Tuesday, February 20, 2007

Judges Sentelle, Randolph: Congress can suspend habeas protections

In a 2-1 decision, the D.C. Circuit Court of Appeals denied Guantanamo bay detainees the right of habeas corpus, citing a law passed by Congress in 2006 specifically denying them those rights. (Habeas corpus is the right of a prisoner to protest the legality of his imprisonment before a court.)
U.S. appeals court backs Bush, denies Gitmo detainees

U.S. citizens and foreigners being held inside the country normally have the right to contest their detention before a judge. The Justice Department said foreign enemy combatants are not protected by the Constitution.

[Judge A. Raymond] Randolph and Judge David B. Sentelle ordered that the hundreds of cases pending in the lower courts be dismissed.

Judge Judith W. Rogers dissented, saying the cases should proceed.
Here are some other opinions of Circuit Judge Sentelle:
Government correct not to publicly identify Sept. 11 detainees

WASHINGTON -- The Justice Department properly withheld the names and other details about hundreds of foreigners detained in the months after the Sept. 11 attacks, a federal appeals court ruled today. The powerful decision was deferential to the Bush administration's arguments over continued threats to America from terrorists.

In a 2-1 ruling that represents a major victory for President Bush and Attorney General John Ashcroft, a panel from the U.S. Circuit Court of Appeals for the District of Columbia determined that disclosing such information could provide a roadmap of the government's Sept. 11 investigation for international terrorists.

Federal judges asked to compel such disclosures should defer to White House concerns that it might help the nation's enemies, the appeals panel said.

"America faces an enemy just as real as its former Cold War foes, with capabilities beyond the capacity of the judiciary to explore," wrote U.S. Circuit Judge David B. Sentelle. He said judges are "in an extremely poor position to second-guess the executive's judgment in this area of national security."

In a harsh dissenting opinion, Circuit Judge David S. Tatel accused his colleagues of "uncritical deference to the government's vague, poorly explained arguments for withholding broad categories of information about the detainees."

Junketing Judges: A Case of Bad Science

Just how far will corporate lobbyists go to tilt governmental decisions in their favor? Last fall, the U.S. Court of Appeals for the District of Columbia Circuit ruled that the Clean Air Act does not require regulating carbon dioxide emissions that are heating up the planet at an unprecedented rate. It turns out that two of the jurists who helped decide the case -- Chief Judge Douglas H. Ginsburg and Judge David B. Sentelle -- attended a six-day global warming seminar at Yellowstone National Park sponsored by a free-market foundation and featuring presentations from companies with a clear financial interest in limiting regulation.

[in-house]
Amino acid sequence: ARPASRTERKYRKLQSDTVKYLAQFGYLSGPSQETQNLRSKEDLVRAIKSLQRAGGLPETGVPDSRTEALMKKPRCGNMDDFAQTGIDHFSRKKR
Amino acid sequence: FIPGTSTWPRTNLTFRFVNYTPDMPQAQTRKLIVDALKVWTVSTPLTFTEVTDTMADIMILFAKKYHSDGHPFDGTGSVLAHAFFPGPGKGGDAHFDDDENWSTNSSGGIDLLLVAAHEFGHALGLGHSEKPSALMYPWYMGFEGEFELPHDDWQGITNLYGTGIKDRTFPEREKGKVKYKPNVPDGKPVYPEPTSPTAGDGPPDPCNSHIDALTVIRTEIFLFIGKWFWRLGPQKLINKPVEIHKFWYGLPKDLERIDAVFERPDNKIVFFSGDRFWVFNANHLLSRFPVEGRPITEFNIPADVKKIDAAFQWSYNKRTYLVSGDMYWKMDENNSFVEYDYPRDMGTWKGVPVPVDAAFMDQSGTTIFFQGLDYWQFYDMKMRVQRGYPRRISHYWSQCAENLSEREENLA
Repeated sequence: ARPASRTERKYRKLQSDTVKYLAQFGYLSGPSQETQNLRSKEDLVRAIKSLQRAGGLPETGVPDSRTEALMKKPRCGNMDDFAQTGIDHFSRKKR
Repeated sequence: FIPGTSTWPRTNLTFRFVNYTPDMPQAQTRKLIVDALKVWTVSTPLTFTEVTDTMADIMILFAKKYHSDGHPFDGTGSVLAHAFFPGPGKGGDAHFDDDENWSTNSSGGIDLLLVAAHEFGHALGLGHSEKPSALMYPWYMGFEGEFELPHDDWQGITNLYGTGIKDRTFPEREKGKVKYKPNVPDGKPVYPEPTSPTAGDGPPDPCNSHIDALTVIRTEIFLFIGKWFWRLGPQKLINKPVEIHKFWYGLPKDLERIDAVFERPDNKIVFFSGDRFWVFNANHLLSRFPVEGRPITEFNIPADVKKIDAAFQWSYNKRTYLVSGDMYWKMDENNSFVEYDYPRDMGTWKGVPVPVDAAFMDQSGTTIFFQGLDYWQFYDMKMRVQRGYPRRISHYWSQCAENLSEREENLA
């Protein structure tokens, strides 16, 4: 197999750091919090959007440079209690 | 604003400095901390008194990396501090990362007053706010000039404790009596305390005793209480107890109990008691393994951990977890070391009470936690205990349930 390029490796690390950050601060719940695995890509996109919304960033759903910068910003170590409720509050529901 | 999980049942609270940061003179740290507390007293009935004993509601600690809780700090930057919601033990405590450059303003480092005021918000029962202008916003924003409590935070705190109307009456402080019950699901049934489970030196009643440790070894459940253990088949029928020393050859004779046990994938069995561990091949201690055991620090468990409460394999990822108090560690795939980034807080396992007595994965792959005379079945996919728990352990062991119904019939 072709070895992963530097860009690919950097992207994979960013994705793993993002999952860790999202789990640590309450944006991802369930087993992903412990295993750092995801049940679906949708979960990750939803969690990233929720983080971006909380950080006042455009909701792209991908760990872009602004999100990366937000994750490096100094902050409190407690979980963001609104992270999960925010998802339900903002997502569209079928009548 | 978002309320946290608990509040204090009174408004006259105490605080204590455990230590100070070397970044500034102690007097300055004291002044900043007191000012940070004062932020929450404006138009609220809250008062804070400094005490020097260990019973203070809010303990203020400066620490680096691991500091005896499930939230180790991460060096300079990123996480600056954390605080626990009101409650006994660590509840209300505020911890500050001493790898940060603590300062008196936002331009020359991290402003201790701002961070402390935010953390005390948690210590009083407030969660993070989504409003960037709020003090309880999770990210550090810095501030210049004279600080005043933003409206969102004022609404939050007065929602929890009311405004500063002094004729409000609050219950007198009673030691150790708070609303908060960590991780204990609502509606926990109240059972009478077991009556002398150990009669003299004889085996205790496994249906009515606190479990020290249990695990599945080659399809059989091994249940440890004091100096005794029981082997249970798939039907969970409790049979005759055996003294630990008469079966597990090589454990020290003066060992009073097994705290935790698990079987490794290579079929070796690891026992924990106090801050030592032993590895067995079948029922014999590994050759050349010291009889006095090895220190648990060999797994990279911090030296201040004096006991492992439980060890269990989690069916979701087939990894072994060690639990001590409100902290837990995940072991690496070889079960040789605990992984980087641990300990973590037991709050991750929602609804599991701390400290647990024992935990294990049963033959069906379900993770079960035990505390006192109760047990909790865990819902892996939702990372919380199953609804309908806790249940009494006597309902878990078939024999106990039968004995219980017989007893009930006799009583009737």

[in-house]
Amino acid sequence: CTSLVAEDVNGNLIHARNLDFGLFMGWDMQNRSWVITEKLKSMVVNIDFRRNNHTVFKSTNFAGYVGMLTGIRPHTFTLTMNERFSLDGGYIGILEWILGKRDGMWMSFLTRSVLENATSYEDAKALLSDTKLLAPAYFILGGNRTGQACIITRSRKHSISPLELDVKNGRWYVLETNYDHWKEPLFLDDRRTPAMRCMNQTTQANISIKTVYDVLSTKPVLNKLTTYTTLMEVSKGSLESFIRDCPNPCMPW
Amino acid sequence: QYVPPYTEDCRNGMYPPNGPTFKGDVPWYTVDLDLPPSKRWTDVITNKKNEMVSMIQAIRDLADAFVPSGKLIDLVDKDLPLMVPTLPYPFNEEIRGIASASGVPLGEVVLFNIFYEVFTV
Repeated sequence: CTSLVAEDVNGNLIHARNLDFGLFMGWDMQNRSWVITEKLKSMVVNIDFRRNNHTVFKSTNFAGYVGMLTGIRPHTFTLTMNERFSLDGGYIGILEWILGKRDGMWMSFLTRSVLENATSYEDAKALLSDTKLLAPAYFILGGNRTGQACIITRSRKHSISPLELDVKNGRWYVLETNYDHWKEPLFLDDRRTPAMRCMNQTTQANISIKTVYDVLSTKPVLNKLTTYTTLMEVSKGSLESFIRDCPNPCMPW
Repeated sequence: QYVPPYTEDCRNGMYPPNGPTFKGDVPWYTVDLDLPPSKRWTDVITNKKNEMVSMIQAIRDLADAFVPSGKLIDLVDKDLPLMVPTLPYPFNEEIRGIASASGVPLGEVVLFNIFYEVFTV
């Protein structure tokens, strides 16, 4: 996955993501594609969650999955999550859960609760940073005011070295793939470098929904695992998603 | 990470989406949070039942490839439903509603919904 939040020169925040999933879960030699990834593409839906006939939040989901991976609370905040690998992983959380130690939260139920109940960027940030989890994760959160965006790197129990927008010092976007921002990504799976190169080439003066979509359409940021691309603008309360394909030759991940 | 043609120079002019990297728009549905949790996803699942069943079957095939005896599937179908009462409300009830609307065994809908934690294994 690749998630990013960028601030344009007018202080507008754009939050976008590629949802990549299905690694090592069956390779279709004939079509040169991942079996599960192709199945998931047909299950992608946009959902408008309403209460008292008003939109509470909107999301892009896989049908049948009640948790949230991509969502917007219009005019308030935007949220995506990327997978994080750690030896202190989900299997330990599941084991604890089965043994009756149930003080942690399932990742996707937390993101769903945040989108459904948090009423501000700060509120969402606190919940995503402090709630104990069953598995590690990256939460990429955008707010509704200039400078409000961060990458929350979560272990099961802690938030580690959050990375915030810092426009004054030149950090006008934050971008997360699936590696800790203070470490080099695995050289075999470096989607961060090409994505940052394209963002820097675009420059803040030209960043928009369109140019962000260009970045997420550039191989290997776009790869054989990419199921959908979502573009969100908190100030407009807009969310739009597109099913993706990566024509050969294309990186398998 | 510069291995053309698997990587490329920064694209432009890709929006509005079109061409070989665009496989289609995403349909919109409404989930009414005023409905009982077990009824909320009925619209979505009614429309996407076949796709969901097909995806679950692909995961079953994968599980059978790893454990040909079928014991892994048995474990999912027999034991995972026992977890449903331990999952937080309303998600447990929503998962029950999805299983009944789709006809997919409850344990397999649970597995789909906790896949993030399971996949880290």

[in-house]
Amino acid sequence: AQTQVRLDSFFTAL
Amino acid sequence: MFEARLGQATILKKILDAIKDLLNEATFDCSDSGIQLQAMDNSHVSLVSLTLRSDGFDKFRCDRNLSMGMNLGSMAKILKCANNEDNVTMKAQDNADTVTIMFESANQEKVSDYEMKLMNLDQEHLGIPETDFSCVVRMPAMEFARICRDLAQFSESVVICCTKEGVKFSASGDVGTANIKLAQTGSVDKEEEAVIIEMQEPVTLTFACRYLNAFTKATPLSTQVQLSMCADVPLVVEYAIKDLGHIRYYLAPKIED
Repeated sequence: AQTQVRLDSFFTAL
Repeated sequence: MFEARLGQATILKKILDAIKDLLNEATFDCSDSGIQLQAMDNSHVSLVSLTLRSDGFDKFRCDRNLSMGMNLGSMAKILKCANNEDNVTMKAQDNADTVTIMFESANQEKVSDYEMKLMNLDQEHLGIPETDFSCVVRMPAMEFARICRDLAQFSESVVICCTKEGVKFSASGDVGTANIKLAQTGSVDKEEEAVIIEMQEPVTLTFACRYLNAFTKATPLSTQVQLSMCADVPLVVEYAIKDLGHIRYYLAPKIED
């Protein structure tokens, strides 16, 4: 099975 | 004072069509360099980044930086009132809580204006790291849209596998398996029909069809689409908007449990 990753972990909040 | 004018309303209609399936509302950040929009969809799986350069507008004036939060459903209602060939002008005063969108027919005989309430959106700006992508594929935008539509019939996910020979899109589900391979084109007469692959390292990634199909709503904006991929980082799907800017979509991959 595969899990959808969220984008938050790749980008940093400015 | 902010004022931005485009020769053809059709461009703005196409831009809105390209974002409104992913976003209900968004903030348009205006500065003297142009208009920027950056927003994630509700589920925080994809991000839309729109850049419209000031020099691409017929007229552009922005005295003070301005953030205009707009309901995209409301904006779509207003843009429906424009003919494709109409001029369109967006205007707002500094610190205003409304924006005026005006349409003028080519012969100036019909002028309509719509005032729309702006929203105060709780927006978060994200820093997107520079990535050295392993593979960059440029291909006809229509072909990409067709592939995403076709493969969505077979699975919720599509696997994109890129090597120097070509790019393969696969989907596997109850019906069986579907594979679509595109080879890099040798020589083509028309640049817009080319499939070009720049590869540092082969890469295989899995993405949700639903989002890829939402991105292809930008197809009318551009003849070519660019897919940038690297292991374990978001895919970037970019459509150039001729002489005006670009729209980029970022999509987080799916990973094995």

Sentelle was the deciding vote in the 2 to 1 ruling last fall backing the EPA's decision not to regulate, and he and Ginsburg were part of the 4 to 3 majority on the full court that rejected a request by states and environmental groups to reconsider. The Supreme Court will decide on June 15 whether to hear an appeal.

Punishing Good Journalists

Writing for the court, D.C. Circuit Court Judge David B. Sentelle ruled flatly that journalists have no constitutional right to be free from testifying before a grand jury. His hands are tied, he said, by a Supreme Court decision a generation ago, Branzberg v. Hayes, in which a divided court rejected the idea of a First Amendment privilege. The justices, Sentelle noted, wrote in Branzberg that they could "not seriously entertain the notion that the First Amendment protects a newsman's agreement to conceal the criminal conduct of his source, or evidence thereof, on the theory that it is better to write about a crime than to do something about it."

U.S. appeals court debates anti-piracy TV technology

U.S. Circuit Judge Harry Edwards told the Federal Communications Commission it "crossed the line" requiring the new anti-piracy technology in next-generation television devices. But another appeals judge on the panel questioned whether consumers can challenge the FCC's rules in the courtroom.

But Sentelle questioned whether the consumer and library groups can lawfully challenge the FCC decision, since the rules in question affect television viewers broadly. Appeals court procedures require groups to be able to show a particular injury before judges will consider a case; the FCC did not argue this point.

D.C. Circuit Judge Gets on Supreme Court Short List

In the July 2004 decision Barbour v. Washington Metropolitan Area Transit Authority (WMATA), Roberts joined Merrick Garland -- a Clinton appointee -- in deciding that sovereign immunity did not bar a D.C employee with bipolar disorder from suing the transit agency under federal laws barring discrimination against the disabled. Conservative Sentelle dissented.

h/t thinkprogress

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